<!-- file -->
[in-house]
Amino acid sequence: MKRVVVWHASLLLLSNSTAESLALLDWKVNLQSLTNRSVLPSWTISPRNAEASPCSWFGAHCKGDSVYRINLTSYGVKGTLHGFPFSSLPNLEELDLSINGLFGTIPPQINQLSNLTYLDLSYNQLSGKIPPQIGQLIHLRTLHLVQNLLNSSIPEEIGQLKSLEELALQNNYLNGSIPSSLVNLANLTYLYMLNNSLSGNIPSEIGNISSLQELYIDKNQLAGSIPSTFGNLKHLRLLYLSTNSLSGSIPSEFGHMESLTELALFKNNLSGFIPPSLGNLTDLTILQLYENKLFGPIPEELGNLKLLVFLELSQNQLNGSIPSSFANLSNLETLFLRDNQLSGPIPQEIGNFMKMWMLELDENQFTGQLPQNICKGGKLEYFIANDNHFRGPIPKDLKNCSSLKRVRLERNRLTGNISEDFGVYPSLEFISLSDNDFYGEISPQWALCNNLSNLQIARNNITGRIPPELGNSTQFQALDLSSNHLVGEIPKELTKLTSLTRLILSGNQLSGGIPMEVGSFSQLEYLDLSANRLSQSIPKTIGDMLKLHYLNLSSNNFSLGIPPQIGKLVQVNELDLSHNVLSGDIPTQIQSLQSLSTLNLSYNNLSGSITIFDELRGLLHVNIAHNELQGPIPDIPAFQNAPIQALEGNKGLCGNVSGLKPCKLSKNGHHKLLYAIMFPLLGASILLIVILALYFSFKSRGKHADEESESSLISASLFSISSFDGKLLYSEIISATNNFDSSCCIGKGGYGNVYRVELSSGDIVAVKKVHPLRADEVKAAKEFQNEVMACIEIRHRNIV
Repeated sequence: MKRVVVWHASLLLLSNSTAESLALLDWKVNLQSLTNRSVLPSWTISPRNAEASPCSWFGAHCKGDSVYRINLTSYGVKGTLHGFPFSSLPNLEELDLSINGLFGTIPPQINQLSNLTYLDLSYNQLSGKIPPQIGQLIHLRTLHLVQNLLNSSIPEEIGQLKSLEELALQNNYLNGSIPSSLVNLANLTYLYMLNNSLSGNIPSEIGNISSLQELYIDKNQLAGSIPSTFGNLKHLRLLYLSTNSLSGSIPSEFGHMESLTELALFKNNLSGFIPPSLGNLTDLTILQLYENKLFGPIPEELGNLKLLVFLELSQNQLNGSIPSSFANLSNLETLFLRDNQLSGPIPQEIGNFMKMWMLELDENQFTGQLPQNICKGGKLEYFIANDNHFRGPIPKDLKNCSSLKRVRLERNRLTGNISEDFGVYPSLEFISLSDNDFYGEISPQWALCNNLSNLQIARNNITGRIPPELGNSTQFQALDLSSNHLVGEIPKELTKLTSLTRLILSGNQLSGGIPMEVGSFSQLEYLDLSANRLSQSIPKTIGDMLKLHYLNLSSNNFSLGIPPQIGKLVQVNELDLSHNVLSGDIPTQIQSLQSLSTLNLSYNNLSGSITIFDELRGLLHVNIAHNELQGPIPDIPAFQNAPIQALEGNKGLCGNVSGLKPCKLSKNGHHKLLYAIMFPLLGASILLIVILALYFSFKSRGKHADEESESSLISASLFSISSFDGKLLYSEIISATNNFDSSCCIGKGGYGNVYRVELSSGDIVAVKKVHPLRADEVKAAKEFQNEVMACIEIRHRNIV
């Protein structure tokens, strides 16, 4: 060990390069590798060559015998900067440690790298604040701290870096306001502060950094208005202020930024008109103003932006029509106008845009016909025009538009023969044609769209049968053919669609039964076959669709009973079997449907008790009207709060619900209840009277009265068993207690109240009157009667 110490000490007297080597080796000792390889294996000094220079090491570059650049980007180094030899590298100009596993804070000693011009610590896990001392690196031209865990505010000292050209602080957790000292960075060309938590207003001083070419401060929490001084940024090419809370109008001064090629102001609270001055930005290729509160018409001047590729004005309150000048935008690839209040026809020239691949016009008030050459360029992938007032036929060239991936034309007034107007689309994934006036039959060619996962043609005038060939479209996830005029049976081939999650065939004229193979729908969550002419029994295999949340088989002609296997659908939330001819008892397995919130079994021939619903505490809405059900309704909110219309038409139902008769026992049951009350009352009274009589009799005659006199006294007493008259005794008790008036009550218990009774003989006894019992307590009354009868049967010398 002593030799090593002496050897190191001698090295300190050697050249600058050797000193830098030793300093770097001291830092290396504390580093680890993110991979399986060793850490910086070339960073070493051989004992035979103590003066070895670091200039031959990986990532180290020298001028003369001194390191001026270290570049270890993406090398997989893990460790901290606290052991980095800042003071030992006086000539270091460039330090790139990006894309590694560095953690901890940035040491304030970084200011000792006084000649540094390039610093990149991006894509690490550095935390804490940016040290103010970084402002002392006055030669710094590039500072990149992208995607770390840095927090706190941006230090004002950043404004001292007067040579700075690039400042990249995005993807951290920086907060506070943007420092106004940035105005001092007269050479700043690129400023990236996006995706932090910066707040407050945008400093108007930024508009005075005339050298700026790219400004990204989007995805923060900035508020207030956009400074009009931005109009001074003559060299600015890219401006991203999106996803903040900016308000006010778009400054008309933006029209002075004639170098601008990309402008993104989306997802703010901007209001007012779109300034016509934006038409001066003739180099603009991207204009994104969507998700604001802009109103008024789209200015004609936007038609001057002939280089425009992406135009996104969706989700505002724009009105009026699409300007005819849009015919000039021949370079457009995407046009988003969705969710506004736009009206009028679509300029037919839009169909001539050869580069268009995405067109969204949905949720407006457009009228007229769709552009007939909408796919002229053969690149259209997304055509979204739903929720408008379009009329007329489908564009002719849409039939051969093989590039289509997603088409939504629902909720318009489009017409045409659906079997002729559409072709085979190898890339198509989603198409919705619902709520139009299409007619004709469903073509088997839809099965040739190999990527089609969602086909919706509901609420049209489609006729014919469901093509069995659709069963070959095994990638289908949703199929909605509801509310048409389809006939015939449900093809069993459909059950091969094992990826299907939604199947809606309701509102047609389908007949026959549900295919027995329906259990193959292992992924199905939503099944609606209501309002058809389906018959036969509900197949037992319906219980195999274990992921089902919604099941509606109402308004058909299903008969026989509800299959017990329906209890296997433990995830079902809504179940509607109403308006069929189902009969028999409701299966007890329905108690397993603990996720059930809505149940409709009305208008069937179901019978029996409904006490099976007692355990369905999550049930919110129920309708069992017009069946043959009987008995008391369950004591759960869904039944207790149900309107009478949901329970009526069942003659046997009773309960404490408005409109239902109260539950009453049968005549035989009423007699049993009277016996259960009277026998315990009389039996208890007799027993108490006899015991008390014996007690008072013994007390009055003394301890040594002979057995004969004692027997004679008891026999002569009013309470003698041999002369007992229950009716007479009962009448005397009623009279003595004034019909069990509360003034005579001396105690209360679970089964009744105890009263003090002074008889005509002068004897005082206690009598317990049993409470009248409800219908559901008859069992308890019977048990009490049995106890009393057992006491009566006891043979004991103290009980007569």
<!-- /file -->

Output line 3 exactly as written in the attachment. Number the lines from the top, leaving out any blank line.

Repeated sequence: MKRVVVWHASLLLLSNSTAESLALLDWKVNLQSLTNRSVLPSWTISPRNAEASPCSWFGAHCKGDSVYRINLTSYGVKGTLHGFPFSSLPNLEELDLSINGLFGTIPPQINQLSNLTYLDLSYNQLSGKIPPQIGQLIHLRTLHLVQNLLNSSIPEEIGQLKSLEELALQNNYLNGSIPSSLVNLANLTYLYMLNNSLSGNIPSEIGNISSLQELYIDKNQLAGSIPSTFGNLKHLRLLYLSTNSLSGSIPSEFGHMESLTELALFKNNLSGFIPPSLGNLTDLTILQLYENKLFGPIPEELGNLKLLVFLELSQNQLNGSIPSSFANLSNLETLFLRDNQLSGPIPQEIGNFMKMWMLELDENQFTGQLPQNICKGGKLEYFIANDNHFRGPIPKDLKNCSSLKRVRLERNRLTGNISEDFGVYPSLEFISLSDNDFYGEISPQWALCNNLSNLQIARNNITGRIPPELGNSTQFQALDLSSNHLVGEIPKELTKLTSLTRLILSGNQLSGGIPMEVGSFSQLEYLDLSANRLSQSIPKTIGDMLKLHYLNLSSNNFSLGIPPQIGKLVQVNELDLSHNVLSGDIPTQIQSLQSLSTLNLSYNNLSGSITIFDELRGLLHVNIAHNELQGPIPDIPAFQNAPIQALEGNKGLCGNVSGLKPCKLSKNGHHKLLYAIMFPLLGASILLIVILALYFSFKSRGKHADEESESSLISASLFSISSFDGKLLYSEIISATNNFDSSCCIGKGGYGNVYRVELSSGDIVAVKKVHPLRADEVKAAKEFQNEVMACIEIRHRNIV